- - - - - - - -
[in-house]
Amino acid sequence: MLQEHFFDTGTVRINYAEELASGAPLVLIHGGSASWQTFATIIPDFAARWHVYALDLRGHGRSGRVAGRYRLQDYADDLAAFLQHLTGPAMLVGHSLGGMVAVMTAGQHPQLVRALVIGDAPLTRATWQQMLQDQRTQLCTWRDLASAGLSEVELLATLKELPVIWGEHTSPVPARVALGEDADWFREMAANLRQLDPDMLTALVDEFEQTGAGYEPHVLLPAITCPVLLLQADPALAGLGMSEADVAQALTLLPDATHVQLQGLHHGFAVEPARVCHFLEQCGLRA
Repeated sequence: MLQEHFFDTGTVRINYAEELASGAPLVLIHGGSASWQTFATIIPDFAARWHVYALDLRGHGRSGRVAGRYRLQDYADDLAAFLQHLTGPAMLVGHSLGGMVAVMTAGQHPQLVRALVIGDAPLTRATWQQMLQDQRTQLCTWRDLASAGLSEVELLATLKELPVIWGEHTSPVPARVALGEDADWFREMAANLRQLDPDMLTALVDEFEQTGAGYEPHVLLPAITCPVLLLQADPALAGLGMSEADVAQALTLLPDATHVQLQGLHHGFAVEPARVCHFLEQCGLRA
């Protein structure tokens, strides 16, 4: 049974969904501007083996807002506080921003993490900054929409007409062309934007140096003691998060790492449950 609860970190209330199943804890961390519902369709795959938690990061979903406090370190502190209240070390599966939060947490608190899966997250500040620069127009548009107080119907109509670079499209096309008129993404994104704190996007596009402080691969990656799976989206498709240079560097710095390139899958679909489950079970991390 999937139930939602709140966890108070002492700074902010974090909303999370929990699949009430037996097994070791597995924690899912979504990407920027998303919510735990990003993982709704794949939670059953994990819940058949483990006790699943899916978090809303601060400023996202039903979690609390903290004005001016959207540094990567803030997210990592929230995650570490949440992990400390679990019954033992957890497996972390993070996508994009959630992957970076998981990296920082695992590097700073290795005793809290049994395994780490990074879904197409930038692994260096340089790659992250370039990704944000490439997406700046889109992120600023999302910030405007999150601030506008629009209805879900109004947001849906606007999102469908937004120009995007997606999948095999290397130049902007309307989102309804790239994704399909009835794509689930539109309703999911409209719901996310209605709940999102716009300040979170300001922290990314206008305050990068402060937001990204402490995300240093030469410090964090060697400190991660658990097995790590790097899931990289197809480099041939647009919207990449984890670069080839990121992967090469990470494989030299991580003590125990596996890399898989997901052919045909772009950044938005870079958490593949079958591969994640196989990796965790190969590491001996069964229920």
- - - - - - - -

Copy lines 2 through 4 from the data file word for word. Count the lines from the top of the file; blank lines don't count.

Amino acid sequence: MLQEHFFDTGTVRINYAEELASGAPLVLIHGGSASWQTFATIIPDFAARWHVYALDLRGHGRSGRVAGRYRLQDYADDLAAFLQHLTGPAMLVGHSLGGMVAVMTAGQHPQLVRALVIGDAPLTRATWQQMLQDQRTQLCTWRDLASAGLSEVELLATLKELPVIWGEHTSPVPARVALGEDADWFREMAANLRQLDPDMLTALVDEFEQTGAGYEPHVLLPAITCPVLLLQADPALAGLGMSEADVAQALTLLPDATHVQLQGLHHGFAVEPARVCHFLEQCGLRA
Repeated sequence: MLQEHFFDTGTVRINYAEELASGAPLVLIHGGSASWQTFATIIPDFAARWHVYALDLRGHGRSGRVAGRYRLQDYADDLAAFLQHLTGPAMLVGHSLGGMVAVMTAGQHPQLVRALVIGDAPLTRATWQQMLQDQRTQLCTWRDLASAGLSEVELLATLKELPVIWGEHTSPVPARVALGEDADWFREMAANLRQLDPDMLTALVDEFEQTGAGYEPHVLLPAITCPVLLLQADPALAGLGMSEADVAQALTLLPDATHVQLQGLHHGFAVEPARVCHFLEQCGLRA
């Protein structure tokens, strides 16, 4: 049974969904501007083996807002506080921003993490900054929409007409062309934007140096003691998060790492449950 609860970190209330199943804890961390519902369709795959938690990061979903406090370190502190209240070390599966939060947490608190899966997250500040620069127009548009107080119907109509670079499209096309008129993404994104704190996007596009402080691969990656799976989206498709240079560097710095390139899958679909489950079970991390 999937139930939602709140966890108070002492700074902010974090909303999370929990699949009430037996097994070791597995924690899912979504990407920027998303919510735990990003993982709704794949939670059953994990819940058949483990006790699943899916978090809303601060400023996202039903979690609390903290004005001016959207540094990567803030997210990592929230995650570490949440992990400390679990019954033992957890497996972390993070996508994009959630992957970076998981990296920082695992590097700073290795005793809290049994395994780490990074879904197409930038692994260096340089790659992250370039990704944000490439997406700046889109992120600023999302910030405007999150601030506008629009209805879900109004947001849906606007999102469908937004120009995007997606999948095999290397130049902007309307989102309804790239994704399909009835794509689930539109309703999911409209719901996310209605709940999102716009300040979170300001922290990314206008305050990068402060937001990204402490995300240093030469410090964090060697400190991660658990097995790590790097899931990289197809480099041939647009919207990449984890670069080839990121992967090469990470494989030299991580003590125990596996890399898989997901052919045909772009950044938005870079958490593949079958591969994640196989990796965790190969590491001996069964229920």